The researchers say that brain imaging studies would help them to understand the reorganisation that occurs when assimilating a new body. The motivation springs from a project looking at how to embody people in child-sized robots. “We thought we ought to look at the consequences of that first,” says Slater.

A more recent study published in the highest ranked empirical journal in psychology – Psychological Science – drew similar conclusions about how the virtual world can impact the real, and gives further insight into how easily a “player” can become programmed. This would seem to lend credence to those who assert that violent video games, for example, can lead to aberrant behavior that models the role one has assumed in the game. As the study illustrates, one does not necessarily need to identify with the character, which would rule out the argument that people with violent tendencies who play violent video games are prone to violent action later. With the added immersion of virtual reality, this potential is likely amplified.

“Our results indicate that just five minutes of role-play in virtual environments as either a hero or villain can easily cause people to reward or punish anonymous strangers,” says lead researcher Gunwoo Yoon of the University of Illinois at Urbana-Champaign.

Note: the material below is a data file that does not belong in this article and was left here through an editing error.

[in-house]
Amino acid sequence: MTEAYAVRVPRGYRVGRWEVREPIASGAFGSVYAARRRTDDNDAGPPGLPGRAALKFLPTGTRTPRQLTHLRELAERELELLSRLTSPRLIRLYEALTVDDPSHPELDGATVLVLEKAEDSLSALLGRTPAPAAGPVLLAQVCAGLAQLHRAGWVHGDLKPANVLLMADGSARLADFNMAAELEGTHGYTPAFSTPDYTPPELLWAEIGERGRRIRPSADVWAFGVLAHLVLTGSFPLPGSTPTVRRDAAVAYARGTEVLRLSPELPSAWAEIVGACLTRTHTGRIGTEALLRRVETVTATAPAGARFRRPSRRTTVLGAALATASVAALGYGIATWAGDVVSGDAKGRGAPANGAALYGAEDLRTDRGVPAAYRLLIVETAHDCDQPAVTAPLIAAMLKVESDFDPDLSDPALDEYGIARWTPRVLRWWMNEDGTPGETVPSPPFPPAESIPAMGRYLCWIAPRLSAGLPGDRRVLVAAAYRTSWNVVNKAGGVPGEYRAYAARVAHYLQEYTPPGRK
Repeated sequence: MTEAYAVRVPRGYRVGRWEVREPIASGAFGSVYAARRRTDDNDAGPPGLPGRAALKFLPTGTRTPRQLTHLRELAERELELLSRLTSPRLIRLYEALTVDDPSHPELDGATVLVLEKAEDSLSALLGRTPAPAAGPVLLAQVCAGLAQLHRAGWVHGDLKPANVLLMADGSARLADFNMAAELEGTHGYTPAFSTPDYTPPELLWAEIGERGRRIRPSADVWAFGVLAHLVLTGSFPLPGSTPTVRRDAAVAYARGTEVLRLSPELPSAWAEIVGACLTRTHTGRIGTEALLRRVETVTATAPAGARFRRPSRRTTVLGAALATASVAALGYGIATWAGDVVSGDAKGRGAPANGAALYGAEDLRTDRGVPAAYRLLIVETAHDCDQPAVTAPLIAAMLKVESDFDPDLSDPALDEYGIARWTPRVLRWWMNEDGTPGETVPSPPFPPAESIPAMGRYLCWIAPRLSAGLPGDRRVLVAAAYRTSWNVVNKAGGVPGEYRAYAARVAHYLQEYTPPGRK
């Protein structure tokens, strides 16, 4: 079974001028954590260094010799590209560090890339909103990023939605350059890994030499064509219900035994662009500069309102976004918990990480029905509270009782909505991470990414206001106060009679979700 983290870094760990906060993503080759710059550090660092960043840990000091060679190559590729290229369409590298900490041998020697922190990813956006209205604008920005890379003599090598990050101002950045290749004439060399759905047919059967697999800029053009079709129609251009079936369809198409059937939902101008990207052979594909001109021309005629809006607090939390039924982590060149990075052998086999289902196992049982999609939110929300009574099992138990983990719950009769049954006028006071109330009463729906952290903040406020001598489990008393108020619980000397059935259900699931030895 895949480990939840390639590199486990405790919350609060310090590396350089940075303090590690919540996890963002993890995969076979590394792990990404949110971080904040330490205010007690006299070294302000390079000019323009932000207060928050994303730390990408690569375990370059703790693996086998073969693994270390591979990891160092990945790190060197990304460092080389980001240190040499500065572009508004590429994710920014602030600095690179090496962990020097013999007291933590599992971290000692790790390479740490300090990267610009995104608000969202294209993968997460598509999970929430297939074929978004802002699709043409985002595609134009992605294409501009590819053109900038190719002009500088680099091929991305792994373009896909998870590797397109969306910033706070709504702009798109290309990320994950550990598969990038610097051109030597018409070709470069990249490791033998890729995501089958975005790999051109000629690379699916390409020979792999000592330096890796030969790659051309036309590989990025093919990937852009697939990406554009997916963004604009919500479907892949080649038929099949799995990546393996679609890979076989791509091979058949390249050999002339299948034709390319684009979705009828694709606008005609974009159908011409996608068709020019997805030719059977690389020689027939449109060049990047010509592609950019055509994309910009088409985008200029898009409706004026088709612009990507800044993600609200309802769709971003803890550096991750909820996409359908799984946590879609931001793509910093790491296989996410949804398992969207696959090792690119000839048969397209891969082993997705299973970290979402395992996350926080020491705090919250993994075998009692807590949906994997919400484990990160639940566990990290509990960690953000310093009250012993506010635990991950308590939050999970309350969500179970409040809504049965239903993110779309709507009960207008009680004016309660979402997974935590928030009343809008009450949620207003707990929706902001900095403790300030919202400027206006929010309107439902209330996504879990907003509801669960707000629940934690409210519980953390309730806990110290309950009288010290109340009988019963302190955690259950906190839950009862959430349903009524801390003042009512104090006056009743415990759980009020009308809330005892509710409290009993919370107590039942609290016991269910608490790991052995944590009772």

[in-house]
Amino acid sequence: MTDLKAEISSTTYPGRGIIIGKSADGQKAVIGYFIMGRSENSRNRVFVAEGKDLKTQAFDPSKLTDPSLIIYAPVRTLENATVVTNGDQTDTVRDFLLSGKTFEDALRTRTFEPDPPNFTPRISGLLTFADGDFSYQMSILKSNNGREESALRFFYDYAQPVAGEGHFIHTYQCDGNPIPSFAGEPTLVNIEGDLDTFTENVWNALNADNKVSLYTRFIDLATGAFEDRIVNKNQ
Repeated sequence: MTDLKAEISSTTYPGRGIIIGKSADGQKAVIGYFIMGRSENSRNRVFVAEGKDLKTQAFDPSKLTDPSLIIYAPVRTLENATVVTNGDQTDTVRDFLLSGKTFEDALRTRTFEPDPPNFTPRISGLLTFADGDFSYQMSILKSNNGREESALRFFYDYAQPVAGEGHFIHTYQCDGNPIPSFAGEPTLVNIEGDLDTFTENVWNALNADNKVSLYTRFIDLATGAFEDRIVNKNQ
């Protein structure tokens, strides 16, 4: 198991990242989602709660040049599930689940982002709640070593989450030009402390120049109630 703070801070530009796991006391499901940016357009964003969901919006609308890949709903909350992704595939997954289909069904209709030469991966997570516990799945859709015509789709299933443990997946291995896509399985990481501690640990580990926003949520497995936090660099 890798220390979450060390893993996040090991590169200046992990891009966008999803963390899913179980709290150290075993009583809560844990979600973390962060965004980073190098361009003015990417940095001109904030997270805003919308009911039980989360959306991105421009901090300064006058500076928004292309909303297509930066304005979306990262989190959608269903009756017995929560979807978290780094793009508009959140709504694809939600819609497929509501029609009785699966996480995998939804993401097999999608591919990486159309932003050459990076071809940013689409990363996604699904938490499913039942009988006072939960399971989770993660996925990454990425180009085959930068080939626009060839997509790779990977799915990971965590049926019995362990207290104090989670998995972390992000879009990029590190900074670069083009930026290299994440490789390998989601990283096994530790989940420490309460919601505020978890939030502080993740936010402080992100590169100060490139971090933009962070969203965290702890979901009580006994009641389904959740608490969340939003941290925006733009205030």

As Yoon and co-author Patrick Vargas note, virtual environments afford people the opportunity to take on identities and experience circumstances that they otherwise can’t in real life, providing “a vehicle for observation, imitation, and modeling.”

They wondered whether these virtual experiences — specifically, the experiences of taking on heroic or villainous avatars — might carry over into everyday behavior.

The researchers recruited 194 undergraduates to participate in two supposedly unrelated studies. The participants were randomly assigned to play as Superman (a heroic avatar), Voldemort (a villainous avatar), or a circle (a neutral avatar). They played a game for 5 minutes in which they, as their avatars, were tasked with fighting enemies. Then, in a presumably unrelated study, they participated in a blind taste test. They were asked to taste and then give either chocolate or chili sauce to a future participant. They were told to pour the chosen food item into a plastic dish and that the future participant would consume all of the food provided.